I had made up my mind that I wanted to go into the oil trade, not as a special partner, but actively on a larger scale, and with Mr. Andrews wished to buy that business. I thought that I saw great opportunities in refining oil, and did not realize at that time that the whole oil industry would soon be swamped by so many men rushing into it. But I was full of hope, and I had already arranged to get financial accommodation to an amount that I supposed would easily pay for the plant and good-will. I was willing to give up the other firm of Clark & Rockefeller, and readily settled that later—my old partner, Mr. Clark, taking over the business.
The bidding began, I think, at $500 premium. I bid a thousand; they bid two thousand; and so on, little by little, the price went up. Neither side was willing to stop bidding, and the amount gradually rose until it reached $50,000, which was much more than we supposed the concern to be worth. Finally, it advanced to $60,000, and by slow stages to $70,000, and I almost feared for my ability to buy the business and have the money to pay for it. At last the other side bid $72,000. Without hesitation I said $72,500. Mr. Clark then said:
“I’ll go no higher, John; the business is yours.”
“Shall I give you a check for it now?” I suggested.
“No,” Mr. Clark said, “I’m glad to trust you for it; settle at your convenience.”
The firm of Rockefeller & Andrews was then established, and this was really my start in the oil trade. It was my most important business for about forty years until, at the age of about fifty-six, I retired.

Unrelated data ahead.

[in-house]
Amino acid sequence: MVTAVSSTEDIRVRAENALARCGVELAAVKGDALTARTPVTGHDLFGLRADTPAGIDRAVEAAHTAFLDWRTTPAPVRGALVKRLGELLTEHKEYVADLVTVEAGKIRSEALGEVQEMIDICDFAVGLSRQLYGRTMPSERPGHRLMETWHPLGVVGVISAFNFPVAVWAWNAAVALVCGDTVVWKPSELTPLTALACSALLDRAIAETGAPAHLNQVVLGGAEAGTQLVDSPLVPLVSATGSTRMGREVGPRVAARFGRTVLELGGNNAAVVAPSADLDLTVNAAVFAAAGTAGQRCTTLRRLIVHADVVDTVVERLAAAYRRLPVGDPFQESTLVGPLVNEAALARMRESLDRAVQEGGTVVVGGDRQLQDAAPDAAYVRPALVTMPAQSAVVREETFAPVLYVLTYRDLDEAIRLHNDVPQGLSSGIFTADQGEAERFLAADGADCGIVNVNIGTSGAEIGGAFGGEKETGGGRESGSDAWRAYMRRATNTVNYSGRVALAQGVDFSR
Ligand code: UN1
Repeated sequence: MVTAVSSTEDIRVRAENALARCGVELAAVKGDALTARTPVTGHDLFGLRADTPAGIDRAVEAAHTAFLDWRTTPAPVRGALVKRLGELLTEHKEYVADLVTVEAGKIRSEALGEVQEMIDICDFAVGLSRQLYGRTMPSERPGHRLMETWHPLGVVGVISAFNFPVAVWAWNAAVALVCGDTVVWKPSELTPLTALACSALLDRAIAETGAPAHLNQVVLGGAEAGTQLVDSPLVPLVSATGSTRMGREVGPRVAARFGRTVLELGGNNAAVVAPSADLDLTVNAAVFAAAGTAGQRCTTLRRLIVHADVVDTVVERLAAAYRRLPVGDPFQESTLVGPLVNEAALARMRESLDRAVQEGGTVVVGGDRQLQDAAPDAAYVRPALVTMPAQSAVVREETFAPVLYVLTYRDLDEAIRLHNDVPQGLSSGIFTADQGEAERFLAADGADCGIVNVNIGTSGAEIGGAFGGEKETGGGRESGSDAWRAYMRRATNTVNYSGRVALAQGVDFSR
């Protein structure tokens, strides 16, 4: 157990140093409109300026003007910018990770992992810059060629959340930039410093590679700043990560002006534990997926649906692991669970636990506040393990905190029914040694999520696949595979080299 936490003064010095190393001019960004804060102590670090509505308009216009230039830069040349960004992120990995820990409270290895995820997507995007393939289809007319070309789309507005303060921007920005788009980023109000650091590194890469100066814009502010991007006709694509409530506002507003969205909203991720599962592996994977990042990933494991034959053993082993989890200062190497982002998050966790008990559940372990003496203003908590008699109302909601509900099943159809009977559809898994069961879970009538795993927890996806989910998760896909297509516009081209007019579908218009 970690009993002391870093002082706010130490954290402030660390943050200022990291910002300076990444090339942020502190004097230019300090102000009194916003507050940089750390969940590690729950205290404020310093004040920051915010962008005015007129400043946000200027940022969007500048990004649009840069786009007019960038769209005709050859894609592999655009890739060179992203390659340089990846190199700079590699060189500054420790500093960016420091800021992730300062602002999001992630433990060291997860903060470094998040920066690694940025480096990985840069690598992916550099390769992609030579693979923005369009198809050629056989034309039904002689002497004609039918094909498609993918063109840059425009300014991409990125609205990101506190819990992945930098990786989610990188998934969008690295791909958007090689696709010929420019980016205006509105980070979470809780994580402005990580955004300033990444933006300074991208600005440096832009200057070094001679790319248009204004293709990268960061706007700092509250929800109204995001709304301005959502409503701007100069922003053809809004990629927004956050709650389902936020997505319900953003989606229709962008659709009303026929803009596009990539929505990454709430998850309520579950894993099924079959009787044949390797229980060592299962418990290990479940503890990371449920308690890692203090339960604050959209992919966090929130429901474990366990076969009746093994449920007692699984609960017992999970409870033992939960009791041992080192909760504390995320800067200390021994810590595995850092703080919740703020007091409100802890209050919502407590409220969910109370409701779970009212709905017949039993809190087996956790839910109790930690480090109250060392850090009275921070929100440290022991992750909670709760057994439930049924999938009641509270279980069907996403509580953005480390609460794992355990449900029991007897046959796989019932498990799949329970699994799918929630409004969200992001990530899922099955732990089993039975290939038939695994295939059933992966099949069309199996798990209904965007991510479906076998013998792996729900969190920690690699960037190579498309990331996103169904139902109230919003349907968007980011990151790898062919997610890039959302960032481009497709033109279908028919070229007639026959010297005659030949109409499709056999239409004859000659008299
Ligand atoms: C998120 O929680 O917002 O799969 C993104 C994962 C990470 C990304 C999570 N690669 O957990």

The story of the early history of the oil trade is too well known to bear repeating in detail. The cleansing of crude petroleum was a simple and easy process, and at first the profits were very large. Naturally, all sorts of people went into it: the butcher, the baker, and the candlestick-maker began to refine oil, and it was only a short time before more of the finished product was put on the market than could possibly be consumed. The price went down and down until the trade was threatened with ruin. It seemed absolutely necessary to extend the market for oil by exporting to foreign countries, which required a long and most difficult development; and also to greatly improve the processes of refining so that oil could be made and sold cheaply, yet with a profit, and to use as by-products all of the materials which in the less-efficient plants were lost or thrown away.
These were the problems which confronted us almost at the outset, and this great depression led to consultations with our neighbors and friends in the business in the effort to bring some order out of what was rapidly becoming a state of chaos. To accomplish all these tasks of enlarging the market and improving the methods of manufacture in a large way was beyond the power or ability of any concern as then constituted. It could only be done, we reasoned, by increasing our capital and availing ourselves of the best talent and experience.